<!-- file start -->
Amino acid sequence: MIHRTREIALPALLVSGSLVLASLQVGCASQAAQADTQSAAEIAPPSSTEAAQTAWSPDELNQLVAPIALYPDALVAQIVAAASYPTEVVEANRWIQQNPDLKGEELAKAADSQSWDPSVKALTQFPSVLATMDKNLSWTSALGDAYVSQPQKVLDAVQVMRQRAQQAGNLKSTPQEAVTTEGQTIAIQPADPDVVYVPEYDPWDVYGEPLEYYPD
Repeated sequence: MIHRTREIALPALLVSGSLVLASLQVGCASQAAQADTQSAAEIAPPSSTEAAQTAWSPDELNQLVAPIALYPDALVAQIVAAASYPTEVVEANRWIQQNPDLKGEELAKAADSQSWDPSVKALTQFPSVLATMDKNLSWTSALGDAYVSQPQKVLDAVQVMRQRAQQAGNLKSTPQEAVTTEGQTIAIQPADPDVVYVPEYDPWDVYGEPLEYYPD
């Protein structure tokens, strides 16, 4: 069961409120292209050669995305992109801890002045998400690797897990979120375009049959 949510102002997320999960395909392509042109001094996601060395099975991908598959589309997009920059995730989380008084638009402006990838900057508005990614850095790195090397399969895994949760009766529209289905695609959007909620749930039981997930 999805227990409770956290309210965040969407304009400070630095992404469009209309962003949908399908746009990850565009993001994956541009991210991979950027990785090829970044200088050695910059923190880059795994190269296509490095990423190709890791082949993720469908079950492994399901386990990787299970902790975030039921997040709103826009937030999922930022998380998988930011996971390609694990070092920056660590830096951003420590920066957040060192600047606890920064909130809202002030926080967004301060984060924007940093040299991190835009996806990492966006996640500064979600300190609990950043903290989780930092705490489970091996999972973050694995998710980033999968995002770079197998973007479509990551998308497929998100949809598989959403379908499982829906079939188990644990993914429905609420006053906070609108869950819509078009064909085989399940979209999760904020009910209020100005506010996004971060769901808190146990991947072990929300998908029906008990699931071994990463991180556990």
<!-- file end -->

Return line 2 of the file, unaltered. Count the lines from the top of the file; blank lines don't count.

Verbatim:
Repeated sequence: MIHRTREIALPALLVSGSLVLASLQVGCASQAAQADTQSAAEIAPPSSTEAAQTAWSPDELNQLVAPIALYPDALVAQIVAAASYPTEVVEANRWIQQNPDLKGEELAKAADSQSWDPSVKALTQFPSVLATMDKNLSWTSALGDAYVSQPQKVLDAVQVMRQRAQQAGNLKSTPQEAVTTEGQTIAIQPADPDVVYVPEYDPWDVYGEPLEYYPD